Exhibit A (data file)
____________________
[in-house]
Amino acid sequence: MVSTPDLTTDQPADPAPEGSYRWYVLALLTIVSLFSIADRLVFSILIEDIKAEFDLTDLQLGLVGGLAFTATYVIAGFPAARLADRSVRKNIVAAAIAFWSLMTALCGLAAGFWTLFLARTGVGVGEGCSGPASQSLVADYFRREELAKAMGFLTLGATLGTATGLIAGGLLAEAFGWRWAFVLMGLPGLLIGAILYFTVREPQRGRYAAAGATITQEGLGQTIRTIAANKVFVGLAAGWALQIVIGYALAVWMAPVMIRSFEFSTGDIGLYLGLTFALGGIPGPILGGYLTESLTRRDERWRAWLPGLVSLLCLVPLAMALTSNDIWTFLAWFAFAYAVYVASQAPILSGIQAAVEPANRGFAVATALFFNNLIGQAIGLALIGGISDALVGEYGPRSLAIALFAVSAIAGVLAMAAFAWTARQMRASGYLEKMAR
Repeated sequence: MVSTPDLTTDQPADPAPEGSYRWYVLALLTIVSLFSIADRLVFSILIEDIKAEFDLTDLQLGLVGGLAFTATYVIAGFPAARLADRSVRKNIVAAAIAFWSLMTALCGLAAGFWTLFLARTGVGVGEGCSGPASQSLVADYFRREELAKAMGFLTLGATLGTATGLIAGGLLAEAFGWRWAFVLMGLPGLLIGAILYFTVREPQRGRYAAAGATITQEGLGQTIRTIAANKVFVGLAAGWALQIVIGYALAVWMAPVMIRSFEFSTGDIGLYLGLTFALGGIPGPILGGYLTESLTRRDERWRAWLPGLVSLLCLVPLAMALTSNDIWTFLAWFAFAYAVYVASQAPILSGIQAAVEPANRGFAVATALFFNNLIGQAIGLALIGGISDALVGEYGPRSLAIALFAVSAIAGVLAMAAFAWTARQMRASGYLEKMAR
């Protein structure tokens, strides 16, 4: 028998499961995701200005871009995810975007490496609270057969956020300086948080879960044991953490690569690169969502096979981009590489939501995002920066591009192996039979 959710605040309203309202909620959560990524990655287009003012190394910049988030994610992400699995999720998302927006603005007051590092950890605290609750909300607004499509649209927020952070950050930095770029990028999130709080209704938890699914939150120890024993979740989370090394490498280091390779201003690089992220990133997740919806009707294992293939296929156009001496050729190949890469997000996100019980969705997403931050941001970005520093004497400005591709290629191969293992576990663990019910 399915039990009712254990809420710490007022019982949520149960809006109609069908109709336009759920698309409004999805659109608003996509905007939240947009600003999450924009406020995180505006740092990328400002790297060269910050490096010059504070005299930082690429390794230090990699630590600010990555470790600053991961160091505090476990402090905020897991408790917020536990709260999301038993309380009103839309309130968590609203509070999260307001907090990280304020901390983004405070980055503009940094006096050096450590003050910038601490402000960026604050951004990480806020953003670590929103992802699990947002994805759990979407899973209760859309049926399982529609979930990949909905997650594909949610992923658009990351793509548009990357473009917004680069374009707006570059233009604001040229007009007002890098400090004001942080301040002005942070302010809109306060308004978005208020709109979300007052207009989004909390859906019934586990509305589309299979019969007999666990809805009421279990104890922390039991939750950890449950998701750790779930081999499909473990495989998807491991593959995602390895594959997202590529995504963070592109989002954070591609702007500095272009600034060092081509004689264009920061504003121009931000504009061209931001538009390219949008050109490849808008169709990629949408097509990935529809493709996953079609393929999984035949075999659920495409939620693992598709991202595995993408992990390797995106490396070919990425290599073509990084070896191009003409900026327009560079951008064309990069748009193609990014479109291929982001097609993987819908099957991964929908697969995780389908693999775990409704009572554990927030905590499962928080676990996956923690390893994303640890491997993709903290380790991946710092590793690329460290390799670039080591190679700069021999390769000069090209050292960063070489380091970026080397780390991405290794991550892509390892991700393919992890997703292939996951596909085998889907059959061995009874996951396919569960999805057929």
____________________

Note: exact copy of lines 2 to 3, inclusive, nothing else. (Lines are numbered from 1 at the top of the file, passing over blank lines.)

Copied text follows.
Amino acid sequence: MVSTPDLTTDQPADPAPEGSYRWYVLALLTIVSLFSIADRLVFSILIEDIKAEFDLTDLQLGLVGGLAFTATYVIAGFPAARLADRSVRKNIVAAAIAFWSLMTALCGLAAGFWTLFLARTGVGVGEGCSGPASQSLVADYFRREELAKAMGFLTLGATLGTATGLIAGGLLAEAFGWRWAFVLMGLPGLLIGAILYFTVREPQRGRYAAAGATITQEGLGQTIRTIAANKVFVGLAAGWALQIVIGYALAVWMAPVMIRSFEFSTGDIGLYLGLTFALGGIPGPILGGYLTESLTRRDERWRAWLPGLVSLLCLVPLAMALTSNDIWTFLAWFAFAYAVYVASQAPILSGIQAAVEPANRGFAVATALFFNNLIGQAIGLALIGGISDALVGEYGPRSLAIALFAVSAIAGVLAMAAFAWTARQMRASGYLEKMAR
Repeated sequence: MVSTPDLTTDQPADPAPEGSYRWYVLALLTIVSLFSIADRLVFSILIEDIKAEFDLTDLQLGLVGGLAFTATYVIAGFPAARLADRSVRKNIVAAAIAFWSLMTALCGLAAGFWTLFLARTGVGVGEGCSGPASQSLVADYFRREELAKAMGFLTLGATLGTATGLIAGGLLAEAFGWRWAFVLMGLPGLLIGAILYFTVREPQRGRYAAAGATITQEGLGQTIRTIAANKVFVGLAAGWALQIVIGYALAVWMAPVMIRSFEFSTGDIGLYLGLTFALGGIPGPILGGYLTESLTRRDERWRAWLPGLVSLLCLVPLAMALTSNDIWTFLAWFAFAYAVYVASQAPILSGIQAAVEPANRGFAVATALFFNNLIGQAIGLALIGGISDALVGEYGPRSLAIALFAVSAIAGVLAMAAFAWTARQMRASGYLEKMAR